RANDOLPH COUNTY — The Randolph County Board of Commissioners will take up an economic incentives package valued in the tens of millions of dollars for a major manufacturer to set up an operation at the Greensboro-Randolph Megasite, another indication that a long-sought tenant for the site may finally materialize.
The commissioners will hold a public hearing at 9 a.m. Dec. 6 at the Continuing Education and Industrial Center of Randolph Community College at 413 Industrial Park Ave. in Asheboro, according to a notice released Tuesday afternoon. The seven-page notice details incentives for the unidentified company that appears to be a Toyota Motor Corp. electric vehicle battery operation.
During a 20-year period, Randolph County would pay the company incentives equal to 60% of its annual property taxes if it meets the first phase development goals of creating 1,750 jobs and making a $1 billion private investment. The incentives would increase to 70% of the company’s annual property taxes if it meets the second phase goal of 3,875 jobs and $3 billion investment.
In addition to the tax-based incentives, Randolph County intends to consider transferring ownership of all or a portion of the properties currently owned by the county and the Greensboro-Randolph Megasite Foundation to the company. The notice indicates the total size of the possibly transferred properties to be 626 acres valued at $21.8 million.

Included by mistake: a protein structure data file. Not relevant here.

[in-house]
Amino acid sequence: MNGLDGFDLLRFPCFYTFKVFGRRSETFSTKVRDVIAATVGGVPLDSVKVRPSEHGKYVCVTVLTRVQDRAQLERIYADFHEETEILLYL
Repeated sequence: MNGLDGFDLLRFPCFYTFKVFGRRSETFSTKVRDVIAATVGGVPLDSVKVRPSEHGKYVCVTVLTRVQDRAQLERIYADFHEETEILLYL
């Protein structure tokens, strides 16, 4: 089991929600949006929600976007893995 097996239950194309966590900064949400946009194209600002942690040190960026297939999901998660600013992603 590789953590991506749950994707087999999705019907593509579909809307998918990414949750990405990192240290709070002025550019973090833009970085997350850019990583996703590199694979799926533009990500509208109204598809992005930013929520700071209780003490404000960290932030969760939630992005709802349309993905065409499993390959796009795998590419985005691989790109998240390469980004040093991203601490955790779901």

While state and area officials aren’t releasing a name of a possible megasite tenant, the business news service Bloomberg and Automotive News have said Toyota plans its project for the site in northeastern Randolph County near Liberty.
Another indication is that the Greensboro-Randolph Megasite Foundation has petitioned the U.S. Army Corps of Engineers for approval to do work on the site for an automotive storage battery manufacturing facility.
The megasite was formed starting 10 years ago as a site set aside for a large-scale manufacturing employer.
The megasite last gained public notice four years ago when it was a finalist for a joint Toyota and Mazda car manufacturing plant. The two companies settled on a site in Alabama.
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